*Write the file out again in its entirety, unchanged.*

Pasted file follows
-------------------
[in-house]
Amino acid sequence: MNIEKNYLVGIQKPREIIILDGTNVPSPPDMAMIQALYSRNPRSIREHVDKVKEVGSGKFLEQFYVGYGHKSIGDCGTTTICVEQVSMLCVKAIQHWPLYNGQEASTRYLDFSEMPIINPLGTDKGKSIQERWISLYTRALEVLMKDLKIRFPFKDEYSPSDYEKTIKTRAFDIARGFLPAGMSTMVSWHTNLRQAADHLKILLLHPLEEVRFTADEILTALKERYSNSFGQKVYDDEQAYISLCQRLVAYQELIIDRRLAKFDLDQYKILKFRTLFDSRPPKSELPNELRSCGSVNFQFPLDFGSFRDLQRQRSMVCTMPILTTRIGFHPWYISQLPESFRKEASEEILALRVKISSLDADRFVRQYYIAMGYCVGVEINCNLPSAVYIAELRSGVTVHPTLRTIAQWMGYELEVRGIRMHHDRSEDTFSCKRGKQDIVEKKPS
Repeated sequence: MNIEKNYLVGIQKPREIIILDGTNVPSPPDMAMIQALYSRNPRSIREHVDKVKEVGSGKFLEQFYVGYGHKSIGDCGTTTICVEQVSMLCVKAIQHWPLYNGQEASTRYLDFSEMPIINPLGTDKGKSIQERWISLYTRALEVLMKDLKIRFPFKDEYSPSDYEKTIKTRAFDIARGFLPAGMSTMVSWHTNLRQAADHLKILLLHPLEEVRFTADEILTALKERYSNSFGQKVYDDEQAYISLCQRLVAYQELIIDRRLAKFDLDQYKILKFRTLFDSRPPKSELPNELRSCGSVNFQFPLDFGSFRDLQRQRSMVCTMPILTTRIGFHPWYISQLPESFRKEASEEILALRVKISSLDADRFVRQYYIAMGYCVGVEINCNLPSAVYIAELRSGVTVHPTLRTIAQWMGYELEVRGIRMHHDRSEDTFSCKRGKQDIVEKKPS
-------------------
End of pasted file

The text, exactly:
[in-house]
Amino acid sequence: MNIEKNYLVGIQKPREIIILDGTNVPSPPDMAMIQALYSRNPRSIREHVDKVKEVGSGKFLEQFYVGYGHKSIGDCGTTTICVEQVSMLCVKAIQHWPLYNGQEASTRYLDFSEMPIINPLGTDKGKSIQERWISLYTRALEVLMKDLKIRFPFKDEYSPSDYEKTIKTRAFDIARGFLPAGMSTMVSWHTNLRQAADHLKILLLHPLEEVRFTADEILTALKERYSNSFGQKVYDDEQAYISLCQRLVAYQELIIDRRLAKFDLDQYKILKFRTLFDSRPPKSELPNELRSCGSVNFQFPLDFGSFRDLQRQRSMVCTMPILTTRIGFHPWYISQLPESFRKEASEEILALRVKISSLDADRFVRQYYIAMGYCVGVEINCNLPSAVYIAELRSGVTVHPTLRTIAQWMGYELEVRGIRMHHDRSEDTFSCKRGKQDIVEKKPS
Repeated sequence: MNIEKNYLVGIQKPREIIILDGTNVPSPPDMAMIQALYSRNPRSIREHVDKVKEVGSGKFLEQFYVGYGHKSIGDCGTTTICVEQVSMLCVKAIQHWPLYNGQEASTRYLDFSEMPIINPLGTDKGKSIQERWISLYTRALEVLMKDLKIRFPFKDEYSPSDYEKTIKTRAFDIARGFLPAGMSTMVSWHTNLRQAADHLKILLLHPLEEVRFTADEILTALKERYSNSFGQKVYDDEQAYISLCQRLVAYQELIIDRRLAKFDLDQYKILKFRTLFDSRPPKSELPNELRSCGSVNFQFPLDFGSFRDLQRQRSMVCTMPILTTRIGFHPWYISQLPESFRKEASEEILALRVKISSLDADRFVRQYYIAMGYCVGVEINCNLPSAVYIAELRSGVTVHPTLRTIAQWMGYELEVRGIRMHHDRSEDTFSCKRGKQDIVEKKPS